Frosty, Fruity Iced Tea

September 02 00:00 2004 Print This Article
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The British may be considered champion tea drinkers, but in the U.S. these days, tea consumption is second only to that of water. With about half of all Americans drinking it, we sip or chug twice as much tea as we did ten years ago, about six glasses of tea a week. What makes tea drinking in this country unique is our preference for enjoying it cold. At the moment, iced tea accounts for about 80 percent of our total consumption.

If the results of over 300 studies now underway confirm what we already know about the health benefits of drinking tea, tea consumption will no doubt increase. Mostly, we drink black tea. Green tea, which is somewhat higher in the antioxidants that give tea its health benefits, currently accounts for a tiny fraction of all sales, including those of loose, bags and the abundance of bottled, ready-to-drink choices.

When I serve regular iced tea, I never offer it sweetened. In recipes using tea, I do use sugar, honey and other natural sweeteners, but always in modest amounts. Iced tea offers the opportunity to sweeten with fruit juices, which also adds vitamins and minerals. Sometimes I use orange and apple juice concentrates, which contain more vitamin C than juice.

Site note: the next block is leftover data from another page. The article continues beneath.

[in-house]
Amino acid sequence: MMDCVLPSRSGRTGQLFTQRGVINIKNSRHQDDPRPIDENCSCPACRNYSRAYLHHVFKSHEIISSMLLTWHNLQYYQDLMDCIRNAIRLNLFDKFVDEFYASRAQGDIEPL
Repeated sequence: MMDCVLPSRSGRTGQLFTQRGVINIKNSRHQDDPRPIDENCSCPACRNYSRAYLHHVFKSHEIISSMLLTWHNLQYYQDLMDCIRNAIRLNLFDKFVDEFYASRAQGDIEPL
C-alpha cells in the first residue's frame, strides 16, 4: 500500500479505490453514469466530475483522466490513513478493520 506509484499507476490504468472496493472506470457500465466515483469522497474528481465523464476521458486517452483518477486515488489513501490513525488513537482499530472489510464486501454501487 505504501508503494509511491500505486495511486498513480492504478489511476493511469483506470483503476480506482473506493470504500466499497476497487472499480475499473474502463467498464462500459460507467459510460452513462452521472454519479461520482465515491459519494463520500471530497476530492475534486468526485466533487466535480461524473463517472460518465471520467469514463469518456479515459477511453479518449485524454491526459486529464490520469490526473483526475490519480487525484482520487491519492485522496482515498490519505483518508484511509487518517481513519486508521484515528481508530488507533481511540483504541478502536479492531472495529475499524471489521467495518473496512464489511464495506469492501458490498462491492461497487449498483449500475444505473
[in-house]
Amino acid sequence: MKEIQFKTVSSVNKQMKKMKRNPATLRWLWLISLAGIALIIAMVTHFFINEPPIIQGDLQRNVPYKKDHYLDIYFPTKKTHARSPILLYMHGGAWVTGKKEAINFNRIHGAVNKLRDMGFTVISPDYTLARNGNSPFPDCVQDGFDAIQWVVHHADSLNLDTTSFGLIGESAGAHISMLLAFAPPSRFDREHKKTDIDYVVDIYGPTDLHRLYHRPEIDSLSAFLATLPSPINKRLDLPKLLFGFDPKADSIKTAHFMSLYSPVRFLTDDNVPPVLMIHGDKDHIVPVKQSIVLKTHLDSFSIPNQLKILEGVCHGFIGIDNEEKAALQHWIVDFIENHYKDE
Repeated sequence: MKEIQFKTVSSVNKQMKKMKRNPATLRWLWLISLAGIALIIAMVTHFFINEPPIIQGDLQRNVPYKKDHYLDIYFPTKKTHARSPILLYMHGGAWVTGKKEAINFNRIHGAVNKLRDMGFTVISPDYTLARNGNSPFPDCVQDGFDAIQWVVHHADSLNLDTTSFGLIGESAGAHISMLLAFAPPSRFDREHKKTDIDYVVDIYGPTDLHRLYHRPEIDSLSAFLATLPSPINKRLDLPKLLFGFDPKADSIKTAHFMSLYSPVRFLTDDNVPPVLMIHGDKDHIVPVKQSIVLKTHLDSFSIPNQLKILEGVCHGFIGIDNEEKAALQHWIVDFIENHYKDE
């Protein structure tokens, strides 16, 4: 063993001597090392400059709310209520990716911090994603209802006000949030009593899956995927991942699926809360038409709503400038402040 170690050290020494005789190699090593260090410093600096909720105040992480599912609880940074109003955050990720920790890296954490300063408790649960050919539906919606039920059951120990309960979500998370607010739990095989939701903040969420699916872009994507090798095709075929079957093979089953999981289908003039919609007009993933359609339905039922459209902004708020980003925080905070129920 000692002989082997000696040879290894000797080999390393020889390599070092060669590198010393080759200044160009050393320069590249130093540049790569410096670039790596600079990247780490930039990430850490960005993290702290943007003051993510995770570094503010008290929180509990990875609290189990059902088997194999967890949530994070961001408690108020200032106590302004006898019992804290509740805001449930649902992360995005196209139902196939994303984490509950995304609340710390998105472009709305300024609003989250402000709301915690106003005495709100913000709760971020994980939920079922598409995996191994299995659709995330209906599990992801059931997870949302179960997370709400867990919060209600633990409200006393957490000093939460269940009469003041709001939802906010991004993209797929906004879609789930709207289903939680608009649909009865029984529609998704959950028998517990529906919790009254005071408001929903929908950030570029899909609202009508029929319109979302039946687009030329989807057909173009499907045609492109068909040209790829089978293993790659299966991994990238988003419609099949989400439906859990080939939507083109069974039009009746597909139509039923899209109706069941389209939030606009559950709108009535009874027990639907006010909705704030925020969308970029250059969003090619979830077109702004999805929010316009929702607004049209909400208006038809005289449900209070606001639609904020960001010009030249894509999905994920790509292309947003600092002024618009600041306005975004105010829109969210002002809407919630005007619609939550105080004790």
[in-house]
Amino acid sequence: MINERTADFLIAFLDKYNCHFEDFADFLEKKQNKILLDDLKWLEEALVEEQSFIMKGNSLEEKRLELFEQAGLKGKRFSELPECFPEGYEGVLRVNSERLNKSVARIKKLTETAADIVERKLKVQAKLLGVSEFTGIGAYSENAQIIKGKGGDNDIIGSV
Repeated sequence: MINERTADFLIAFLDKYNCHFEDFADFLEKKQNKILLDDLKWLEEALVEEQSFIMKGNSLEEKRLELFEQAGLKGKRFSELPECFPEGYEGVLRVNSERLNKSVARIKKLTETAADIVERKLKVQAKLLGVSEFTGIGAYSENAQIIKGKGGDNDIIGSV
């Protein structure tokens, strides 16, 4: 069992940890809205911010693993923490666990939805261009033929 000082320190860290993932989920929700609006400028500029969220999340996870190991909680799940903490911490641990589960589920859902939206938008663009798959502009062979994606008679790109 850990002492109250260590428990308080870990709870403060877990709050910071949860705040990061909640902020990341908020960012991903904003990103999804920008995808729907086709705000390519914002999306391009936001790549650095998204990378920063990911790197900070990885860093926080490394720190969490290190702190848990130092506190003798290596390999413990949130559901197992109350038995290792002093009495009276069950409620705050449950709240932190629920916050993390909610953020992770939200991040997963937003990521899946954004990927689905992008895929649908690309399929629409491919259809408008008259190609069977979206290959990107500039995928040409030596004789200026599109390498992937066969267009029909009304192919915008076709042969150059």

To go even further in giving sweetened iced tea better nutrition content, try smoothies to maximize the health benefits of tea and fruit. The Frosty Fruit Freeze below can be served as an almost spoonable slush. Or, let it melt slightly and you have icy-cold fruited tea. A combination of green and mint teas, frozen melon cubes and mandarin oranges, this fruit freeze contains all the fiber and nutrients in the fruit. When the temperature and humidity spike, it is even more refreshing than simple iced tea.

Frosty Fruit Freeze

Ingredients

  • 1 can (11 oz.) mandarin orange sections in light syrup
  • 2 cups cubed honeydew melon
  • 2 decaffeinated green tea bags
  • 1 herbal mint tea bag
  • 4 sprigs of fresh mint, for garnish (optional)

Directions

    Place oranges with their liquid into a resealable plastic bag and freeze so that the bag lays flat. Spread melon cubes in a single layer on a baking sheet and freeze. If not using within 12 hours, transfer frozen melon to a resealable plastic bag. Place green and mint tea bags in a heatproof container. Pour in 2 cups boiling water. Steep for 5 minutes. Remove tea bags, squeezing to release excess tea into the container. Refrigerate the tea until cold. Pour chilled tea into a blender. Break up frozen oranges into chunks and add. Pure mixture. Add frozen melon and blend in to a fine slush. Divide among 4 glasses, garnish with mint if using and serve.

Nutritional Information Per Serving:
79 calories,
0 g. total fat (0 g. saturated fat),
21 g. carbohydrate,
less than 1 g. protein,
1 g. dietary fiber,
21 mg. sodium


Source: AICR

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